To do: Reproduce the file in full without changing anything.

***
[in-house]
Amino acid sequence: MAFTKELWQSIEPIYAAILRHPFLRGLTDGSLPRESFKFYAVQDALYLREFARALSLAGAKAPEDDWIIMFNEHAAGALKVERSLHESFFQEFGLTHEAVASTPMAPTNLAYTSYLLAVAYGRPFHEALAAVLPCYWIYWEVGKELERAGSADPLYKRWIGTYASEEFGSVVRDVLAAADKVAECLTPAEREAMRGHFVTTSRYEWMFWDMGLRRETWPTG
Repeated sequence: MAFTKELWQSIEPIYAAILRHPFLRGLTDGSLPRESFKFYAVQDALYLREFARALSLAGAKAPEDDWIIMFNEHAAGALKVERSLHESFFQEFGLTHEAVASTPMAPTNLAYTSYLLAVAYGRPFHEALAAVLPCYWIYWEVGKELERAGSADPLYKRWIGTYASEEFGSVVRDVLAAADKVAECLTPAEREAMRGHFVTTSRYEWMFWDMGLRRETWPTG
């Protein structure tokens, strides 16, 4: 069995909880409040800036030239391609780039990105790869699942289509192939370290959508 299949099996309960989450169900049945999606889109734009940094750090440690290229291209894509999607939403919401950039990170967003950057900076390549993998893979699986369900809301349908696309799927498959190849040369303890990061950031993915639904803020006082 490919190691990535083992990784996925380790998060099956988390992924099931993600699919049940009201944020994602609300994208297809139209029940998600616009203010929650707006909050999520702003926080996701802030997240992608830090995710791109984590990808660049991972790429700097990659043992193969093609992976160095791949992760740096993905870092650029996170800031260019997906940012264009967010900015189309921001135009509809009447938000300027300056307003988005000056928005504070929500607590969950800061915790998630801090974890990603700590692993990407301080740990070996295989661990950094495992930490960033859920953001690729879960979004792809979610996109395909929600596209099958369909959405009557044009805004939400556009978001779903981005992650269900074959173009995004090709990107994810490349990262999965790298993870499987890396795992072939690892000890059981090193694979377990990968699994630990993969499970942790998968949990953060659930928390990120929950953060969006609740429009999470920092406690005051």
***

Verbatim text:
[in-house]
Amino acid sequence: MAFTKELWQSIEPIYAAILRHPFLRGLTDGSLPRESFKFYAVQDALYLREFARALSLAGAKAPEDDWIIMFNEHAAGALKVERSLHESFFQEFGLTHEAVASTPMAPTNLAYTSYLLAVAYGRPFHEALAAVLPCYWIYWEVGKELERAGSADPLYKRWIGTYASEEFGSVVRDVLAAADKVAECLTPAEREAMRGHFVTTSRYEWMFWDMGLRRETWPTG
Repeated sequence: MAFTKELWQSIEPIYAAILRHPFLRGLTDGSLPRESFKFYAVQDALYLREFARALSLAGAKAPEDDWIIMFNEHAAGALKVERSLHESFFQEFGLTHEAVASTPMAPTNLAYTSYLLAVAYGRPFHEALAAVLPCYWIYWEVGKELERAGSADPLYKRWIGTYASEEFGSVVRDVLAAADKVAECLTPAEREAMRGHFVTTSRYEWMFWDMGLRRETWPTG
């Protein structure tokens, strides 16, 4: 069995909880409040800036030239391609780039990105790869699942289509192939370290959508 299949099996309960989450169900049945999606889109734009940094750090440690290229291209894509999607939403919401950039990170967003950057900076390549993998893979699986369900809301349908696309799927498959190849040369303890990061950031993915639904803020006082 490919190691990535083992990784996925380790998060099956988390992924099931993600699919049940009201944020994602609300994208297809139209029940998600616009203010929650707006909050999520702003926080996701802030997240992608830090995710791109984590990808660049991972790429700097990659043992193969093609992976160095791949992760740096993905870092650029996170800031260019997906940012264009967010900015189309921001135009509809009447938000300027300056307003988005000056928005504070929500607590969950800061915790998630801090974890990603700590692993990407301080740990070996295989661990950094495992930490960033859920953001690729879960979004792809979610996109395909929600596209099958369909959405009557044009805004939400556009978001779903981005992650269900074959173009995004090709990107994810490349990262999965790298993870499987890396795992072939690892000890059981090193694979377990990968699994630990993969499970942790998968949990953060659930928390990120929950953060969006609740429009999470920092406690005051």